This article draws on research findings from two complementary studies from Malawi (2011) and Ghana (2014) involving interviews, observations, focus group discussions, and data from documents and textbooks. For interviews and focus groups, we used the phenomenological approach as a “coherent methodology” (Erricker 1999, 76) so that the researchers could gain, as far as possible, an understanding of religions at school in multi-faith RE. To counteract the inherent weaknesses of the phenomenological approach (i.e., researcher subjectivity and hermeneutical naivety due to its descriptiveness) and ensure data trustworthiness, the researchers used multiple data sources (Silverman 2009). Schools and participants in the study were selected based on a purposive sampling technique, namely, the deliberate choice of informants due to the qualities the informant possesses (Creswell et al. 2002). In both countries, we conducted focus group discussions (Table 3) with students in selected secondary schools. The focus groups were self-selected by the schools, which may explain the larger-than-usual samples in each of the focus groups the researchers interacted with. For example, 10 was the smallest group and 15 the largest. By the request of the researchers, the focus groups had a mix of boys and girls. In Malawi, the focus groups were drawn from three schools (N=3), while in Ghana, we conducted six focus group (N=6) discussions from six schools. In total, the number of students involved in focus group discussions was 105 (33 in Malawi and 72 in Ghana), comprising nine individual focus groups: 3 in Malawi and 6 in Ghana. Here, we were interested not in the number of respondents in the groups per se but rather in the number of groups themselves, because we wanted to capture each group’s collective responses to the issues and questions we posed (Menter et al. 2012).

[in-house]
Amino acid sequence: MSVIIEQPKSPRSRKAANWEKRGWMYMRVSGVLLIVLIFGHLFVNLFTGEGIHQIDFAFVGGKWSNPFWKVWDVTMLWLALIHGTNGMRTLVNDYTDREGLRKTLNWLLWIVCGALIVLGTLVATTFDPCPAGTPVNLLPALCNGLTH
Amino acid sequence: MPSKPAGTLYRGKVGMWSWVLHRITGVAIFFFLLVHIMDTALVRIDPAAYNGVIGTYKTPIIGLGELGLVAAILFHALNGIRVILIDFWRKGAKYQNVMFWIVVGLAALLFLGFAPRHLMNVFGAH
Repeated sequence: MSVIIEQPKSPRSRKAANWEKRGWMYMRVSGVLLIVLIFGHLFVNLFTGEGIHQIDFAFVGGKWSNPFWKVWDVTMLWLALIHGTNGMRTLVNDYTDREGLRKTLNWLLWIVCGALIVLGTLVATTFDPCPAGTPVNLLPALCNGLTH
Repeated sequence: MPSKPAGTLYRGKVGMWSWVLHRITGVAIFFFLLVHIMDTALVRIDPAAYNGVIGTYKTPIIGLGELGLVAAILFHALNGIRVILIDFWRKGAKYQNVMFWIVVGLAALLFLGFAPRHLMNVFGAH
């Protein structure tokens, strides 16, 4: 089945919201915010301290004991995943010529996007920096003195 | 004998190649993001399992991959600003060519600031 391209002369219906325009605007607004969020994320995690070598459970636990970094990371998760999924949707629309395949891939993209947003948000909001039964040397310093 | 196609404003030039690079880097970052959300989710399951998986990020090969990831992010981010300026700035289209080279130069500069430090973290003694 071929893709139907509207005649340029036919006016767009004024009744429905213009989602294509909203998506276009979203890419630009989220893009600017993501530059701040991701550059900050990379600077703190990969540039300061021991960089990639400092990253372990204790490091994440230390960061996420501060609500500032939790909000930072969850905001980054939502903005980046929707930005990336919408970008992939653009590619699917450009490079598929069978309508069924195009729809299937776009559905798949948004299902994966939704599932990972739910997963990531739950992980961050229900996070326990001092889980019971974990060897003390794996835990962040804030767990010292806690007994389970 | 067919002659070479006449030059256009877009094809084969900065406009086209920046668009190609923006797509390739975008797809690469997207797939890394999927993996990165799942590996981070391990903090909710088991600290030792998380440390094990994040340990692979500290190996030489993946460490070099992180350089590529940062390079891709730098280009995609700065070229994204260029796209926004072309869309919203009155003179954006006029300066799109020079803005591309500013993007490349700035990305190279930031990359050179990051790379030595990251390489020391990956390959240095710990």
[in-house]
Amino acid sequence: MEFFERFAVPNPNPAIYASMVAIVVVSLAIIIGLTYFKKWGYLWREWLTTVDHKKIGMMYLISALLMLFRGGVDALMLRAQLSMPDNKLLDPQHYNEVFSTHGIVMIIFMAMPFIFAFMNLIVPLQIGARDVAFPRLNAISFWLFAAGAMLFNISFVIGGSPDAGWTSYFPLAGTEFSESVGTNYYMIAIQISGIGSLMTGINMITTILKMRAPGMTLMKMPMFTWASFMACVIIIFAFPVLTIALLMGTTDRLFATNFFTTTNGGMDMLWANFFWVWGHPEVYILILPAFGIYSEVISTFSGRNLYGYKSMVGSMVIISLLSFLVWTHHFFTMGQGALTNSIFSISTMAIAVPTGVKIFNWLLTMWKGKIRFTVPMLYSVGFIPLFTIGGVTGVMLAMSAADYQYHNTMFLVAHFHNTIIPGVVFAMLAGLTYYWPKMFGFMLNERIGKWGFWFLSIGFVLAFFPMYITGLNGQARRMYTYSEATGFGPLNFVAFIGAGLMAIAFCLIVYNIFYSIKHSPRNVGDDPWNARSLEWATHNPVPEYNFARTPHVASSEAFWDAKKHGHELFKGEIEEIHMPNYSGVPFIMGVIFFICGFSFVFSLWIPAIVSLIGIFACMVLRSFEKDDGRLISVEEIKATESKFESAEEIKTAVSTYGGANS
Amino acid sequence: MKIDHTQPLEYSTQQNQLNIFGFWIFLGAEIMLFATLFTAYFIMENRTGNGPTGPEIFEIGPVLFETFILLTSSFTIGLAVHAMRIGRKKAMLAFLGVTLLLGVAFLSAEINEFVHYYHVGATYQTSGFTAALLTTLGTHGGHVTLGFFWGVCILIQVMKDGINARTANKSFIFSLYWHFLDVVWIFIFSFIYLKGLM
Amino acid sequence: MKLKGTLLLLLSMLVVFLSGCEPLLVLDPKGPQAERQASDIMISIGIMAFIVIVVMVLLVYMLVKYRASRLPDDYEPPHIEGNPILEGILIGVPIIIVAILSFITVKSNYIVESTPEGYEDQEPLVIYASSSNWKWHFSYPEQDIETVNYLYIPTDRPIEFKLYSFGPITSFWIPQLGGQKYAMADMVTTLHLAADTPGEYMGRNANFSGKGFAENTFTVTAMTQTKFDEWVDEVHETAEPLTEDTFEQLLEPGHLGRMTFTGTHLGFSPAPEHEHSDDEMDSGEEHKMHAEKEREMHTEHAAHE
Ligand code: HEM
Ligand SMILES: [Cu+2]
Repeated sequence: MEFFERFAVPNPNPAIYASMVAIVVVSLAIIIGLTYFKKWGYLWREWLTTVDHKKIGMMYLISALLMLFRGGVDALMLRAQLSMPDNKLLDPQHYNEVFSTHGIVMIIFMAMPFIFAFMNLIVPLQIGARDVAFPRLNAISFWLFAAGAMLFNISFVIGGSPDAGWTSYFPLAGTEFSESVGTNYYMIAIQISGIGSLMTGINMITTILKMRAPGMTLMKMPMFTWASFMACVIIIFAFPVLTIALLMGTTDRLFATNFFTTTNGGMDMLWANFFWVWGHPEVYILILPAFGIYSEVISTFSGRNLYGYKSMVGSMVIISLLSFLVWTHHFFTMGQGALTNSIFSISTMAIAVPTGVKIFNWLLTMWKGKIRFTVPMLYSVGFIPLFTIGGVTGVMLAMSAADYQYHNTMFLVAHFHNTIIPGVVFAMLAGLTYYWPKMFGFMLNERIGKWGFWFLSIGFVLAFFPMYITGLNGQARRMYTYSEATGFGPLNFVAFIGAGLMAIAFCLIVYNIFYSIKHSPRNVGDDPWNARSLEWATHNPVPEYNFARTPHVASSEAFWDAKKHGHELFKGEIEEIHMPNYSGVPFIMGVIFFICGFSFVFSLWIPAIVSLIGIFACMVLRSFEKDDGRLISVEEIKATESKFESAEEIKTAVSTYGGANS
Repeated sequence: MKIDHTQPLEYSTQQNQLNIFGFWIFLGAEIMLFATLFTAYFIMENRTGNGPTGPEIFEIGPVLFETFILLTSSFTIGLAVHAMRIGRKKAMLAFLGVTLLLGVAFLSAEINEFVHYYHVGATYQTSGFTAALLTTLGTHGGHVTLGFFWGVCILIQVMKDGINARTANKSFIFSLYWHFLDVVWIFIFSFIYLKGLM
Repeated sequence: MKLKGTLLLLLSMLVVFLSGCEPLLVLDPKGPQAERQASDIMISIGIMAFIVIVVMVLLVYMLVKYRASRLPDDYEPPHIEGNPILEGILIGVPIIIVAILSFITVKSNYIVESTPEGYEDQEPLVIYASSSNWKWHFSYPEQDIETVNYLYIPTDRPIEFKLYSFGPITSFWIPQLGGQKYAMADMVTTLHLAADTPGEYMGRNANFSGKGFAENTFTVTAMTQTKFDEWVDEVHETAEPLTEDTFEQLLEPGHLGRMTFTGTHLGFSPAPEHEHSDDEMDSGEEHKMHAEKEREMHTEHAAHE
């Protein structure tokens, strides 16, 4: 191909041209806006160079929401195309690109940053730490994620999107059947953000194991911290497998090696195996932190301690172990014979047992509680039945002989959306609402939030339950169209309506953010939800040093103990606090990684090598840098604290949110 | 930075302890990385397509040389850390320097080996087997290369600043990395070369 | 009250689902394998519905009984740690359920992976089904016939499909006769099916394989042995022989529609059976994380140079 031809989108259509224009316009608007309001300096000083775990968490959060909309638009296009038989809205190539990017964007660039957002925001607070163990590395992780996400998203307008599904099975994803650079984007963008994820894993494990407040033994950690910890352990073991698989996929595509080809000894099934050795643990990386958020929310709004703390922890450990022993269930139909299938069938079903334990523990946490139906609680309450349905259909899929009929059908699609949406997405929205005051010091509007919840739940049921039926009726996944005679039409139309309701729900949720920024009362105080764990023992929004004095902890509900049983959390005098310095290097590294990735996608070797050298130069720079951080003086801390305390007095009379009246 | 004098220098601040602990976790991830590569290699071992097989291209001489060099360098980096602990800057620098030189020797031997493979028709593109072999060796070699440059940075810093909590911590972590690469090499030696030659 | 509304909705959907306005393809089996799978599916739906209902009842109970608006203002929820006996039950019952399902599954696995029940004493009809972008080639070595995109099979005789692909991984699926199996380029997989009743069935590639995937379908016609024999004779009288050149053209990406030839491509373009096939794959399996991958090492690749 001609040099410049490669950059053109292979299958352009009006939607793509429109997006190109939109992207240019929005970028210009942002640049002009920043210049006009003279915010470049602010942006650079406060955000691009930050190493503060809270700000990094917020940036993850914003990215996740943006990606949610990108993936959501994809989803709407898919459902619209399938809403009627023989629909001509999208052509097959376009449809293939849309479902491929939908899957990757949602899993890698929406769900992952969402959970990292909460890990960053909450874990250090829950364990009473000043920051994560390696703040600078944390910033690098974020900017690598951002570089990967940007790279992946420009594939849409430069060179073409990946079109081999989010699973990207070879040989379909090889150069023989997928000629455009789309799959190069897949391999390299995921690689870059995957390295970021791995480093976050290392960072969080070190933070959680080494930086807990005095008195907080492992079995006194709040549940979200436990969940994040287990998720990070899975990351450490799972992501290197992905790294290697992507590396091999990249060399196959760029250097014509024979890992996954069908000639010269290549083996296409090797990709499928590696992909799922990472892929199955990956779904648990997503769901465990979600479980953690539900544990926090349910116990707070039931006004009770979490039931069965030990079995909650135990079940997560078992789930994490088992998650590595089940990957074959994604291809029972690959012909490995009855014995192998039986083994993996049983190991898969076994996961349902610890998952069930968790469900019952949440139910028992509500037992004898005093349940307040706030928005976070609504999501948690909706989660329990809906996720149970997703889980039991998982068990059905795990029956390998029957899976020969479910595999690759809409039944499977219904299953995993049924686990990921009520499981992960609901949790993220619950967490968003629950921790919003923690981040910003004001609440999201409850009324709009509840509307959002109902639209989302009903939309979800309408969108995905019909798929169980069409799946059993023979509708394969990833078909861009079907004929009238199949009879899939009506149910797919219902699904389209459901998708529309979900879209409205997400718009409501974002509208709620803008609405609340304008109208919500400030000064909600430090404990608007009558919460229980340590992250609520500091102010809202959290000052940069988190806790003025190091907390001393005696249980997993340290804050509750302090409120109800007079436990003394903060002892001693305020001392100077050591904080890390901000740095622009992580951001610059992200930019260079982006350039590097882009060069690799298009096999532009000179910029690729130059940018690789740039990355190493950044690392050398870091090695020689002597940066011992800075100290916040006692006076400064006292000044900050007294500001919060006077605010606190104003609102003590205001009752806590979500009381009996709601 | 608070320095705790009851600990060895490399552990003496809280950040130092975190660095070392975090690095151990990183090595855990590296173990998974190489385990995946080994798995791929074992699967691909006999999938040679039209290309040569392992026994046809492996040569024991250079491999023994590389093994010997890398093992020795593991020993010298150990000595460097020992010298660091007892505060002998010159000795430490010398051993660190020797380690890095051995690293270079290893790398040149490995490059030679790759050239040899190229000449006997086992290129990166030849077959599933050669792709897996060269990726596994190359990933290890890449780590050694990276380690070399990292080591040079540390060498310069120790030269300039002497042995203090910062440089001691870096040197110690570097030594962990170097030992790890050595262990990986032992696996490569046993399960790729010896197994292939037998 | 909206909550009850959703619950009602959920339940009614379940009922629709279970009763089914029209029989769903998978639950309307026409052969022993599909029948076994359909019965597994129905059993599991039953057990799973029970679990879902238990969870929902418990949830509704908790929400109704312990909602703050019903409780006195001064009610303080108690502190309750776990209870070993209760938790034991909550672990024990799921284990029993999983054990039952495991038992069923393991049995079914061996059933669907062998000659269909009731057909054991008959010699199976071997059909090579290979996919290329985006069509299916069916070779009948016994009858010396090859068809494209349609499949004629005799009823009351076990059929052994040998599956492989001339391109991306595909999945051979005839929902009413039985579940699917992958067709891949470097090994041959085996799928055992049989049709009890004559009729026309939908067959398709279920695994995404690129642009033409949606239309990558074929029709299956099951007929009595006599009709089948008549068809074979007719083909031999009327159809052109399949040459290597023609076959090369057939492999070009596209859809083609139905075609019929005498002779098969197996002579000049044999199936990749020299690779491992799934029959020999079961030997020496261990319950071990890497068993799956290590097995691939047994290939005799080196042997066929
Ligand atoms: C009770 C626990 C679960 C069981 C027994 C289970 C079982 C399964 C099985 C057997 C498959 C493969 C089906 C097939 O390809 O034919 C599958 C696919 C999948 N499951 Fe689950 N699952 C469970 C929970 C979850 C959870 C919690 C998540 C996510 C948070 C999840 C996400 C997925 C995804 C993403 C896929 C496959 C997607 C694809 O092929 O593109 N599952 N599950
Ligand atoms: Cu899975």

Expected Outcomes
We suggest that in this way, RE in both Malawi and Ghana can perhaps begin the necessary learning process for both teachers and students towards reinforcing inter-religious dialogue and not inter-religious hostility in the classroom. As others have also suggested (see Maitles and Gilchrist 2006), within the spirit of education for citizenship, classroom discourse in RE should give pupils a genuine say in determining not only what is learnt (material content) but crucially how that content is learnt (pedagogy). Given the contribution the subject can make towards citizenship, we suggest the setting up of a specific funded in-service project to provide teachers with new skills in dealing with multi-faith RE. However, in order to deal effectively with the issues highlighted in this article, there is need for a paradigm shift in the way the RE curriculum in both Malawi and Ghana is conceptualised and implemented in practice, but admittedly at the risk of protest from powerful Christian lobby groups and of being constrained by resource implications for teacher education and in-service reskilling.
Original languageEnglish
Publication statusPublished - 5 Sep 2018
EventEuropean Conference on Educational Research 2018 - Free University Bolzano, Bolzano, Italy
Duration: 4 Sep 20187 Sep 2018


ConferenceEuropean Conference on Educational Research 2018
Abbreviated titleECER 2018
Internet address


  • religious education
  • Africa